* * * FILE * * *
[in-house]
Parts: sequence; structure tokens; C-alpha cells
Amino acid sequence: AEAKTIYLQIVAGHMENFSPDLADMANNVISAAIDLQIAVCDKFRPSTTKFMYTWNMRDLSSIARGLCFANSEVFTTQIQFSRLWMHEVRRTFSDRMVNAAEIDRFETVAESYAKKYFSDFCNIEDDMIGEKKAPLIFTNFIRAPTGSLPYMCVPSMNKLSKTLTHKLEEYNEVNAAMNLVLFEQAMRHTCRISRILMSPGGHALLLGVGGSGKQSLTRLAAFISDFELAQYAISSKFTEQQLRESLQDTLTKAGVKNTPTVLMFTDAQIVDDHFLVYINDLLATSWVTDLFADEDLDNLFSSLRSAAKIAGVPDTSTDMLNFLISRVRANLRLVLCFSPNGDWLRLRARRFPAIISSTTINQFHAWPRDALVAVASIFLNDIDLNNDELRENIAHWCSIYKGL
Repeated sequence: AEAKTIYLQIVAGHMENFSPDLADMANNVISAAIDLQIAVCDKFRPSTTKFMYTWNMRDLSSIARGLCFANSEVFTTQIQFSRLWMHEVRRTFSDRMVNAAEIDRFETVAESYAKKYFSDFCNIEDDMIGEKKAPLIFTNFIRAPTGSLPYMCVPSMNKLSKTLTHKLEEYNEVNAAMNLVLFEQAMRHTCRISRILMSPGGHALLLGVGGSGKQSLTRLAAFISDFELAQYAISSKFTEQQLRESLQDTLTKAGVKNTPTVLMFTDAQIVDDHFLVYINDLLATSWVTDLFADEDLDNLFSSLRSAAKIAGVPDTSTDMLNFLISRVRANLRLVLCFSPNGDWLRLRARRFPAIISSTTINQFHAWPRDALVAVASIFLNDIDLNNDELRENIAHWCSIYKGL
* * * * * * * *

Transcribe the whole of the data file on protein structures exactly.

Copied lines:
[in-house]
Parts: sequence; structure tokens; C-alpha cells
Amino acid sequence: AEAKTIYLQIVAGHMENFSPDLADMANNVISAAIDLQIAVCDKFRPSTTKFMYTWNMRDLSSIARGLCFANSEVFTTQIQFSRLWMHEVRRTFSDRMVNAAEIDRFETVAESYAKKYFSDFCNIEDDMIGEKKAPLIFTNFIRAPTGSLPYMCVPSMNKLSKTLTHKLEEYNEVNAAMNLVLFEQAMRHTCRISRILMSPGGHALLLGVGGSGKQSLTRLAAFISDFELAQYAISSKFTEQQLRESLQDTLTKAGVKNTPTVLMFTDAQIVDDHFLVYINDLLATSWVTDLFADEDLDNLFSSLRSAAKIAGVPDTSTDMLNFLISRVRANLRLVLCFSPNGDWLRLRARRFPAIISSTTINQFHAWPRDALVAVASIFLNDIDLNNDELRENIAHWCSIYKGL
Repeated sequence: AEAKTIYLQIVAGHMENFSPDLADMANNVISAAIDLQIAVCDKFRPSTTKFMYTWNMRDLSSIARGLCFANSEVFTTQIQFSRLWMHEVRRTFSDRMVNAAEIDRFETVAESYAKKYFSDFCNIEDDMIGEKKAPLIFTNFIRAPTGSLPYMCVPSMNKLSKTLTHKLEEYNEVNAAMNLVLFEQAMRHTCRISRILMSPGGHALLLGVGGSGKQSLTRLAAFISDFELAQYAISSKFTEQQLRESLQDTLTKAGVKNTPTVLMFTDAQIVDDHFLVYINDLLATSWVTDLFADEDLDNLFSSLRSAAKIAGVPDTSTDMLNFLISRVRANLRLVLCFSPNGDWLRLRARRFPAIISSTTINQFHAWPRDALVAVASIFLNDIDLNNDELRENIAHWCSIYKGL